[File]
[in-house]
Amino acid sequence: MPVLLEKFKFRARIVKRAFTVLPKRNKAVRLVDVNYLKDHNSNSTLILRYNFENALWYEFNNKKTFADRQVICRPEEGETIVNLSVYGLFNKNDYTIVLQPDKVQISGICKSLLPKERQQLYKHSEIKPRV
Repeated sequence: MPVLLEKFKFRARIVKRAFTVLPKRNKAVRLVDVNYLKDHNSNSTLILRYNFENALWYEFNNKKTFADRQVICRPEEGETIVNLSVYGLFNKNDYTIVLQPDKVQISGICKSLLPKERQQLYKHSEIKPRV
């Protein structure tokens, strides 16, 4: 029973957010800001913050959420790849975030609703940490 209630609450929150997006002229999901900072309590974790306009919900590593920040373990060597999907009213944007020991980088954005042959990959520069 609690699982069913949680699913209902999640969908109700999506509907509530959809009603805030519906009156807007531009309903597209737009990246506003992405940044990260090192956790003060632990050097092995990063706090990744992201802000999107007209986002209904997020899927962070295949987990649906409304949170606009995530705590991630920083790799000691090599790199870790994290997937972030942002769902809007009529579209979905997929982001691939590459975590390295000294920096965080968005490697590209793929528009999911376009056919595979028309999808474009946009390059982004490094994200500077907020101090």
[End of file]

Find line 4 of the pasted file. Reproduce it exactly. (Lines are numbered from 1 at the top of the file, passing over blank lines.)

């Protein structure tokens, strides 16, 4: 029973957010800001913050959420790849975030609703940490 209630609450929150997006002229999901900072309590974790306009919900590593920040373990060597999907009213944007020991980088954005042959990959520069 609690699982069913949680699913209902999640969908109700999506509907509530959809009603805030519906009156807007531009309903597209737009990246506003992405940044990260090192956790003060632990050097092995990063706090990744992201802000999107007209986002209904997020899927962070295949987990649906409304949170606009995530705590991630920083790799000691090599790199870790994290997937972030942002769902809007009529579209979905997929982001691939590459975590390295000294920096965080968005490697590209793929528009999911376009056919595979028309999808474009946009390059982004490094994200500077907020101090």